Recent discoveries of archaeological canoes in Aotearoa New Zealand: conservation, analysis of sailing technology and the implications for prehistoric voyaging in the Pacific.

Prof. Richard Flay, Dr Dilys Johns and Prof. Geoff Irwin (University of Auckland)
A canoe at sea


The Pacific was the world’s first ocean to be settled by humans and New Zealand /Aotearoa was among the East Polynesian islands most remote and last to be settled. The recent discovery and conservation of the waterlogged remains of several canoes, including an early complex and carved sailing canoe of East Polynesian type, provides an opportunity to examine ancient sailing technology and to address the question of how islands like New Zealand were settled. In particular, we were interested in whether the canoes had the capability to make return voyages of exploration and migration. A collaboration of archaeology with the Yacht Research Unit at the University of Auckland, involving wind tunnel testing of indigenous sails and tank testing of model hulls plus computer simulations of ocean voyages has been used to provide insights into the nature of ancient voyaging and migration.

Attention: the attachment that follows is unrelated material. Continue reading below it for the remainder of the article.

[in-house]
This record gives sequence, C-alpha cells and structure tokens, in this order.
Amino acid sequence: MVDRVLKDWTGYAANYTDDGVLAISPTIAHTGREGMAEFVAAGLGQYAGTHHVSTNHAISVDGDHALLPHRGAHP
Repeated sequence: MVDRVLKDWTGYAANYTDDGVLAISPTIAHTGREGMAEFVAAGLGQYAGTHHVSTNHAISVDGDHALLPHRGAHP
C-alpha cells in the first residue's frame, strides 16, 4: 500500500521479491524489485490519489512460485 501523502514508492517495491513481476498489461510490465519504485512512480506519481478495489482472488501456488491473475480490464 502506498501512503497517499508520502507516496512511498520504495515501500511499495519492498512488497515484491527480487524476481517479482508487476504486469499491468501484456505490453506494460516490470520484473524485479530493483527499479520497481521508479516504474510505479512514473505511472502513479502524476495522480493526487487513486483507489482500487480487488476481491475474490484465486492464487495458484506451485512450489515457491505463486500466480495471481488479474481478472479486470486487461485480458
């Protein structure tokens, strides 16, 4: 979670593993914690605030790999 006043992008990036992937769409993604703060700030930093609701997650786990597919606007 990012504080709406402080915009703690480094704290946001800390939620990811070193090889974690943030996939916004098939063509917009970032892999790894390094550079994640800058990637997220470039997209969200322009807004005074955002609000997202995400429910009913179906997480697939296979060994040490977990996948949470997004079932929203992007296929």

The pre-recorded talk to be broadcast at 8pm (9am NZ time on Tuesday), followed by a live Q+A starting around 8.45-9pm (9.45-10am NZ)

Attached image: Te Whai Ao: Artist’s impression of the Anaweka waka strake in use. Artist: Chris Gaskin